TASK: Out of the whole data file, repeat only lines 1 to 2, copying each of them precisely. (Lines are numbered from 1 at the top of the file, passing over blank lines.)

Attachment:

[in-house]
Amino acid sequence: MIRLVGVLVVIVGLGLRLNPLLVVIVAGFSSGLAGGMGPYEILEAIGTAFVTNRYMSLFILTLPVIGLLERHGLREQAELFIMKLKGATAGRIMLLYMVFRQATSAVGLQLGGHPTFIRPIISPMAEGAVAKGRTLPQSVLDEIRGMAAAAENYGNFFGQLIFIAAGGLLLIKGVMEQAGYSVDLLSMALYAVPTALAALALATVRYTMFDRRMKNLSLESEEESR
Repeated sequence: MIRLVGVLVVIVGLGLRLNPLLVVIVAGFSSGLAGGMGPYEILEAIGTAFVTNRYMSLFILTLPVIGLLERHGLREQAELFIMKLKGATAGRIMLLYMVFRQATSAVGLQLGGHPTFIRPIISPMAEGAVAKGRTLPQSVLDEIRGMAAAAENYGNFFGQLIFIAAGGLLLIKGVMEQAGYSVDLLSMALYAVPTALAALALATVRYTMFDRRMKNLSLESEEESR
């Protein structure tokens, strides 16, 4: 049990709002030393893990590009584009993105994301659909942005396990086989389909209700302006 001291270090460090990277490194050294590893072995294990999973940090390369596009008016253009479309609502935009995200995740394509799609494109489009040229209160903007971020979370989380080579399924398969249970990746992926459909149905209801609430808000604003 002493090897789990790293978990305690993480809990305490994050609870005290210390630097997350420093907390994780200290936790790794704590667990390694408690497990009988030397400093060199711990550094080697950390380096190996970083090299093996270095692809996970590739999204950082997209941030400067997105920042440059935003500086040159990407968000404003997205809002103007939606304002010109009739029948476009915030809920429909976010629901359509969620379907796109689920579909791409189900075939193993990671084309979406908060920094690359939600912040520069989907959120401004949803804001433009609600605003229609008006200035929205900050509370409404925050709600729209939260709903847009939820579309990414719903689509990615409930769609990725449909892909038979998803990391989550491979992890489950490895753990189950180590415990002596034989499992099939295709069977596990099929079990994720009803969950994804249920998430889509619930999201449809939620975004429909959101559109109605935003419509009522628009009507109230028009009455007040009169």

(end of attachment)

[in-house]
Amino acid sequence: MIRLVGVLVVIVGLGLRLNPLLVVIVAGFSSGLAGGMGPYEILEAIGTAFVTNRYMSLFILTLPVIGLLERHGLREQAELFIMKLKGATAGRIMLLYMVFRQATSAVGLQLGGHPTFIRPIISPMAEGAVAKGRTLPQSVLDEIRGMAAAAENYGNFFGQLIFIAAGGLLLIKGVMEQAGYSVDLLSMALYAVPTALAALALATVRYTMFDRRMKNLSLESEEESR